Whether it was translating, answering questions, or filling in the blanks for incomplete sentences, GPT-3 performed quite well. In the research paper, its creators also noted that it could do “on-the-fly reasoning” and was capable of generating short news articles that were indiscernible from human-written ones.

What Comes Next?

It’s undeniable that GPT-3’s capabilities are amazing — and also frightening. The research paper’s authors acknowledge that it could be misused in myriad ways; spamming, phishing, misinformation generation, and manipulation of legal and governmental processes were all mentioned. On the bright side, GPT-3’s API could be used to create new entertainment experiences, improve chatbot fluency, and much more.

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GPT-3’s immense potential is difficult to fathom. Even its creators have admitted that it’s not exactly clear how the system may be used. With that said, OpenAI does plan on taking things slow and keeping a careful eye out for possible nefarious use cases. Each customer will be thoroughly vetted, and the research organization is working on new safety features. GPT-3’s API isn’t available to all yet. Access is invitation-only right now, and the pricing is still undecided.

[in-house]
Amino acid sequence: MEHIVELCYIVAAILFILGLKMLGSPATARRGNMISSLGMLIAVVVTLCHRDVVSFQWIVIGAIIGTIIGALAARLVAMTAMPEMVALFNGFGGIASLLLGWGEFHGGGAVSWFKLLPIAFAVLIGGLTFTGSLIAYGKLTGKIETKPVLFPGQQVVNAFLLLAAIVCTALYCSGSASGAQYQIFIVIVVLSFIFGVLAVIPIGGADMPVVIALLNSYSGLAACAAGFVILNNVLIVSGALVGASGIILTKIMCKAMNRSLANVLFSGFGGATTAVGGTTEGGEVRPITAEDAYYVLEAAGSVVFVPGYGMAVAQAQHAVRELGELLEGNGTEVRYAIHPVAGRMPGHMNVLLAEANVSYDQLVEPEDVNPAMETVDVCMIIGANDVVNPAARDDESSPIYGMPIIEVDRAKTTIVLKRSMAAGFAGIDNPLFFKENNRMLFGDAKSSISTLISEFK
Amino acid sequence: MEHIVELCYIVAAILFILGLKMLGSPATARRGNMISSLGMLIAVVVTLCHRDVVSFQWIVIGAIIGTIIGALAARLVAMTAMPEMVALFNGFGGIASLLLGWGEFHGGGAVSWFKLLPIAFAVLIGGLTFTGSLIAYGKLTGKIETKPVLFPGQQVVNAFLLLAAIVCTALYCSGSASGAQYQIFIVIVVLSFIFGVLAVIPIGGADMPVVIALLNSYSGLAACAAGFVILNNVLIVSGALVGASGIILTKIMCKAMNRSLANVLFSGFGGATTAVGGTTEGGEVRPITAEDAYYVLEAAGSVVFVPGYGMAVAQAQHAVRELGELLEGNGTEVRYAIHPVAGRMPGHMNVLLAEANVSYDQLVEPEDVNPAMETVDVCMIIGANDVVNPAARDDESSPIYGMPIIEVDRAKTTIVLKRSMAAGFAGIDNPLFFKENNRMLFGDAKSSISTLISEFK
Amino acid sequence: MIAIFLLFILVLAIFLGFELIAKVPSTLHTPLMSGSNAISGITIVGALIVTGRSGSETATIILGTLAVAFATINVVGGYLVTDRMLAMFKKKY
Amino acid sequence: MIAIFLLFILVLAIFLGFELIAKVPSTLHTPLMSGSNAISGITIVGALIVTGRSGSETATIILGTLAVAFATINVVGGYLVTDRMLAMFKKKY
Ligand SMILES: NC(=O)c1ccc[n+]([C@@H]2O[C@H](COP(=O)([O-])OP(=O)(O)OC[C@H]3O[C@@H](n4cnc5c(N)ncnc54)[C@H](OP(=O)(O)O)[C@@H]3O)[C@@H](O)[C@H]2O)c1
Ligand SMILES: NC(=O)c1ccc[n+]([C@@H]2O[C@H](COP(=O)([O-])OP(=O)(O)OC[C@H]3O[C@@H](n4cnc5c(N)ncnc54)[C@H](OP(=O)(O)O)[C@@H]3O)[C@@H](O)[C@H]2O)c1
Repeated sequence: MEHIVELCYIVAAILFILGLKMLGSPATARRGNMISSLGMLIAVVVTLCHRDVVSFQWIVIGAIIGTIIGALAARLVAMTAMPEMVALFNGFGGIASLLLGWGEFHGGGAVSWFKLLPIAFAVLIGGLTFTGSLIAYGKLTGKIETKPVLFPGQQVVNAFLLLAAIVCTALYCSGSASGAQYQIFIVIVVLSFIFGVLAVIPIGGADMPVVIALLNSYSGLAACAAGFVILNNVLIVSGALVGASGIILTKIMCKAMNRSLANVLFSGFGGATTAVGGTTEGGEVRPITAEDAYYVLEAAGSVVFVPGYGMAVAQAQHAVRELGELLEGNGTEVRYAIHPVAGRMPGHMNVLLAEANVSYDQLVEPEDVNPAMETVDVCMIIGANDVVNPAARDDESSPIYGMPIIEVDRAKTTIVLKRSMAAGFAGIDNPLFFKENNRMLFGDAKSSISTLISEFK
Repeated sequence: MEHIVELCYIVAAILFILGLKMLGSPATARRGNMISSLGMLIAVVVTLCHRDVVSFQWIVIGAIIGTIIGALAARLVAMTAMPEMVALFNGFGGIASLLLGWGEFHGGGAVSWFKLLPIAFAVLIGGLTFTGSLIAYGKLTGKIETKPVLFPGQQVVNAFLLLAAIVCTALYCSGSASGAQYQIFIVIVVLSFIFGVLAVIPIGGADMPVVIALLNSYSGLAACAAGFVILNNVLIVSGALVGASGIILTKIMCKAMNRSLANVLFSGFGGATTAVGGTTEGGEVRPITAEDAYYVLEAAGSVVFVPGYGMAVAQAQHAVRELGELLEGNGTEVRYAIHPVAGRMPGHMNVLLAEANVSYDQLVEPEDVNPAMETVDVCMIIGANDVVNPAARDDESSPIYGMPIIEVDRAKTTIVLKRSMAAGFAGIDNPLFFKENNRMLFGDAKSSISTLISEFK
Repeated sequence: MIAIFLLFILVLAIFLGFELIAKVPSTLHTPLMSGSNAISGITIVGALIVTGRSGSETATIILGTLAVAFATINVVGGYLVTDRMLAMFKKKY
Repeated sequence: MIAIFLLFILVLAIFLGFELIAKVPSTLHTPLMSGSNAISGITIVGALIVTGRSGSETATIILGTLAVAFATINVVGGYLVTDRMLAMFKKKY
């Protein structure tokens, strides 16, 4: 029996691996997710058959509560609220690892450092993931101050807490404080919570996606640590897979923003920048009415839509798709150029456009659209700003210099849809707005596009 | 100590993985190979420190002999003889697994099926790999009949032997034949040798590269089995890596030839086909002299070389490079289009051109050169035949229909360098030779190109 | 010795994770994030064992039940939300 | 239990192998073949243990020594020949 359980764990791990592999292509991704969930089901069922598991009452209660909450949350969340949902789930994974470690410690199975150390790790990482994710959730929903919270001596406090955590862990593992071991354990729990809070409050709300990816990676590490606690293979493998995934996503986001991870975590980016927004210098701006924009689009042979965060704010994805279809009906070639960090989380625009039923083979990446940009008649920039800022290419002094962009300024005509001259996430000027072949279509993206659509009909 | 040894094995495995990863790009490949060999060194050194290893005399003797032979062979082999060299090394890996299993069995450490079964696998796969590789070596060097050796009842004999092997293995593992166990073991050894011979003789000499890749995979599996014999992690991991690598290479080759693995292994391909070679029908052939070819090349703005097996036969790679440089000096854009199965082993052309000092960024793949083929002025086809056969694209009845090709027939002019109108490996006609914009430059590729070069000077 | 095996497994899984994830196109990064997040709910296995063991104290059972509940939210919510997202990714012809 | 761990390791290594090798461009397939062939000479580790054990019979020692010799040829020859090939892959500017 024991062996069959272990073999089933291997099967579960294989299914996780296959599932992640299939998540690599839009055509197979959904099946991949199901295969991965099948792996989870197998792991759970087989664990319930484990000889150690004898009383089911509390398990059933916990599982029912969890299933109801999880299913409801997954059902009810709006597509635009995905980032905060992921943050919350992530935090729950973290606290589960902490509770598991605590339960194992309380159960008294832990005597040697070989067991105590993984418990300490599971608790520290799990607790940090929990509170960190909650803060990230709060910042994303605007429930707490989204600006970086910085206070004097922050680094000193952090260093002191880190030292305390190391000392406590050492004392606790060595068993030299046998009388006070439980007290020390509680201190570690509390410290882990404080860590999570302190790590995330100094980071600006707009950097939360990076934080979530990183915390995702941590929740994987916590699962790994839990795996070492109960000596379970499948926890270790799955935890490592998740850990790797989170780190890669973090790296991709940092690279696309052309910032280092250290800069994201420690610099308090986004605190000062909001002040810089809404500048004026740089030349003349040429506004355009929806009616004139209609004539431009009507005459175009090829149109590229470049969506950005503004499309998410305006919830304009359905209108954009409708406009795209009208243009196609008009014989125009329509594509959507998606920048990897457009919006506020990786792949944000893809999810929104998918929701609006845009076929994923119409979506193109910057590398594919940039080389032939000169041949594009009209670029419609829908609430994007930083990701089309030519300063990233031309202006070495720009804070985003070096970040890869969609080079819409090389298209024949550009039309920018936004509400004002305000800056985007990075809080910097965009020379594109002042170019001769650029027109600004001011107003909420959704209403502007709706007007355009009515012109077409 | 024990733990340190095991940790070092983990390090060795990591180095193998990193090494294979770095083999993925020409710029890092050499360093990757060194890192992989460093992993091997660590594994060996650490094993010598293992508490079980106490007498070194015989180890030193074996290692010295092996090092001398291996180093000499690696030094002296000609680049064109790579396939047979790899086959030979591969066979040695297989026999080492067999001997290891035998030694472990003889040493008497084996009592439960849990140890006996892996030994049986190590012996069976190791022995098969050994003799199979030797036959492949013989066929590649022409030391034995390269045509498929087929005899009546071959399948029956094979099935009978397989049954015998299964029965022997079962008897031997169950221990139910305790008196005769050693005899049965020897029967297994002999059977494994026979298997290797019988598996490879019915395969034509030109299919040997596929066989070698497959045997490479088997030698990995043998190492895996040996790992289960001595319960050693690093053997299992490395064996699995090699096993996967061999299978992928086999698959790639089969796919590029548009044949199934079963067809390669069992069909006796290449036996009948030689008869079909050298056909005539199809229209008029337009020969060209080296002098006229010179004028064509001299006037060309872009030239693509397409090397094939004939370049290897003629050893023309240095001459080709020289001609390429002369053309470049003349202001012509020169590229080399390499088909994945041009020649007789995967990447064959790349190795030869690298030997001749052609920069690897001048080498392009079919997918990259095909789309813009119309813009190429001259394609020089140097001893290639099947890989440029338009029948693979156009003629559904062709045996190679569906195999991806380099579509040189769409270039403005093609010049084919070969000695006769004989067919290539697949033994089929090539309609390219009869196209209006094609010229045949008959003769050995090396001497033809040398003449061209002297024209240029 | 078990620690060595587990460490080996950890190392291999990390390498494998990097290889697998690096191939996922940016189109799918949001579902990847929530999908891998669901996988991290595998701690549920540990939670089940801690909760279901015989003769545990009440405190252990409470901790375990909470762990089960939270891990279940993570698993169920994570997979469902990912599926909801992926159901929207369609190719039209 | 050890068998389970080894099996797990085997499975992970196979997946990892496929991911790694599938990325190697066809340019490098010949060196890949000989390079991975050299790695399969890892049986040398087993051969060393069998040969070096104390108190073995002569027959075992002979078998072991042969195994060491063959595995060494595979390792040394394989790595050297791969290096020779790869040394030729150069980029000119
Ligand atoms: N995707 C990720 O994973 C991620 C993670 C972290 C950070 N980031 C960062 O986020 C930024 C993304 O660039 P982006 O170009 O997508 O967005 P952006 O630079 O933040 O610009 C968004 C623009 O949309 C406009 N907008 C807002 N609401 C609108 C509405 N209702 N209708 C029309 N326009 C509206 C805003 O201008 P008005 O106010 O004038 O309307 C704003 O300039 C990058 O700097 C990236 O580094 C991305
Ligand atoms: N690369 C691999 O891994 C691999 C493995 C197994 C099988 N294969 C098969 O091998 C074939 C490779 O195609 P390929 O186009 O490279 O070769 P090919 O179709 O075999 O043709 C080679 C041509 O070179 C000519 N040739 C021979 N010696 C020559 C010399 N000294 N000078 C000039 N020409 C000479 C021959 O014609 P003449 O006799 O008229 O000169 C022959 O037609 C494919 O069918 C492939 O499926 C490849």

Currently, around a dozen customers are using GPT-3. SaaS web search provider Algolia is using the API to improve its product’s understanding of search queries that use natural language. Social news aggregation platform Reddit is exploring possibilities for automating content moderation. And mental health platform Koko is leveraging GPT-3 to analyze when its users are in a “crisis.”

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Now that OpenAI has taken steps into the commercial arena, there’s no turning back now. Many will be watching the startup’s next moves closely and curiously. We hope that the release of GPT-3 does not cause the organization to stray away from its original intent. After all, safe AGI isn’t just a business priority — it’s a necessity for humanity.